Travelers to the countries affected by malaria usually do not have any background immunity to malaria since they are not routinely exposed to malaria in their own countries. As non-immunes, they are at high risk for malaria and its complications. Other particularly vulnerable groups include pregnant women, infants and young children, splenectomized and immunosuppressed individuals. The general rule for all high-risk groups should be avoiding any travel to malarious regions, if possible.
It has to be mentioned, that even in high risk areas, pregnant women and infants need to protect themselves from getting malaria because of the high mortality due to malaria in them.
Malaria prophylaxis targets:
An alternative or supplement to malaria prophylaxis is a 'standby treatment'. It is also referred to as a 'presumptive treatment' when traveler self administers antimalarials whenever malaria is suspected (feverish and unwell) in the place which is far from medical/diagnostic facility (medical care is unavailable within 24 hrs). Rapid standby treatment may be advantageous in people with increased risk for side effects of chemoprophylaxis (e.g. pregnant women, young children and people with drug allergies).
- reducing risk of contracting malaria
- minimizing risk of severe malaria
- avoiding fatal malaria
The spectrum of malaria prophylaxis tools include everything from mosquito bite protection to chemotherapy, screening of blood donors or transfused blood, malaria cross-infection in hospitals etc. Despite being very effective, malaria prophylaxis does not guarantee a full protection. Doctors have to alert all travelers to malarious regions about the risk of contracting malaria in spite of taking prophylaxis. Special awareness should be made if the traveler is at risk of getting falciparum malaria.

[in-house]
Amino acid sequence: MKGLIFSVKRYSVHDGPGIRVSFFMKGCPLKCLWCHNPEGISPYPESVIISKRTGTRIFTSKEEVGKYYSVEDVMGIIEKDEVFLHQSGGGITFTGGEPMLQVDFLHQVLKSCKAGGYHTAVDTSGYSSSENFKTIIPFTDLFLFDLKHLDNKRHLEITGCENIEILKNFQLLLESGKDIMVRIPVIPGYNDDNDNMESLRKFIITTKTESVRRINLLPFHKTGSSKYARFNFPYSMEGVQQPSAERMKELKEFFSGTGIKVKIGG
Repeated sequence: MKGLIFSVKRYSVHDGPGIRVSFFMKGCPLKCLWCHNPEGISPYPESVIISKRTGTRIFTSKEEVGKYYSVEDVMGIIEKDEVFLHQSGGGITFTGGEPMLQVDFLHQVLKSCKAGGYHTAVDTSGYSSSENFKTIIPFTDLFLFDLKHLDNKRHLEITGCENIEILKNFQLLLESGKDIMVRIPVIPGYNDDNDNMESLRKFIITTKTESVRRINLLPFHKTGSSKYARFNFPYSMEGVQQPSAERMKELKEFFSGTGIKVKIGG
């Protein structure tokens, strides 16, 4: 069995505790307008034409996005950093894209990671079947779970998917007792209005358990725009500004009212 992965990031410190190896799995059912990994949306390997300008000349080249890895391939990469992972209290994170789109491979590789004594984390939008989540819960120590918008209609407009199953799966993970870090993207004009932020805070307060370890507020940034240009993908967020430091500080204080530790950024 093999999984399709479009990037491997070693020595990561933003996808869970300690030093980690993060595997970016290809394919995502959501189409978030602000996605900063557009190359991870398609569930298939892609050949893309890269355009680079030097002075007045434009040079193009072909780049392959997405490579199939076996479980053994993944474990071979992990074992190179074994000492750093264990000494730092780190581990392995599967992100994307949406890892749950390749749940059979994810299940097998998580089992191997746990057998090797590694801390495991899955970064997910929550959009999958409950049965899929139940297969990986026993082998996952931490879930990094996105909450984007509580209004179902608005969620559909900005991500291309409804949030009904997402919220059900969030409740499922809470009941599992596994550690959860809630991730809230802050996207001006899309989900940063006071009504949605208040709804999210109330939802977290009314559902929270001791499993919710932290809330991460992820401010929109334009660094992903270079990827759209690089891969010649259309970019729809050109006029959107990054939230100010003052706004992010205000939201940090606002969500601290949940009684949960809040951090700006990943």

Mosquito bite prophylaxis is universal whereas the choice of chemoprophylaxis depends upon the travel destination, travel type and its duration.
The risk of infective mosquito bites can be avoided by staying indoors from dusk to dawn, because mosquito tend to bite more at night. House should be sprayed with insecticide (see vector control). Mosquito screens and bed nets impregnated with insecticides, such as permethrin, very effectively protect against bites. Long clothing should be worn out of doors after sunset. Cloth and skin repellents (e.g. DEET - N,N-diethyl-3-methylbenzamide) provide additional protection and very rarely result in skin allergy in case of DEET. However, when applied to the face it should be kept away from eyes and mouth.
Best options for chemoprophylaxis come out from evaluating the following factors:
Drug resistance profile of the travel area determines whether the use of chloroquine is appropriate. It may further narrow the drug choice depending on the presence of highly resistant strains (e.g. mefloquine resistance in border areas of Thailand and Cambodia).
Chloroquine is the prophylactic drug of choice in the regions without chloroquine-resistant P.falciparum. However, today the chloroquine-senditive areas of P.falciparum are relatively few including including parts of the Middle East, NIS of former Soviet Union, China, Mexico, Central America north of the Panama Canal, the island of Hispaniola, and temperate South America (see Table).
Contraindications and precautions for specific patient should be considered in choosing a prophylactic regimen. For example, when patient has a history of seizures or neuropsychiatric illness, would it be better to avoid Mefloquine? Or should the history of renal failure preclude Malarone use?
Risk-benefit analysis has to be applied in evaluating the Other factors such as tolerance, convenience etc. For example, if person gets severe photosensitivity on doxycycline, another option should be tried. Malarone is clearly attractive in that it only needs to be taken for 1 week instead of 4 weeks after travel (it is well known that after travel adherence to prophylactic drugs drops off). Finally, cost is an issue especially when malarone is chosen.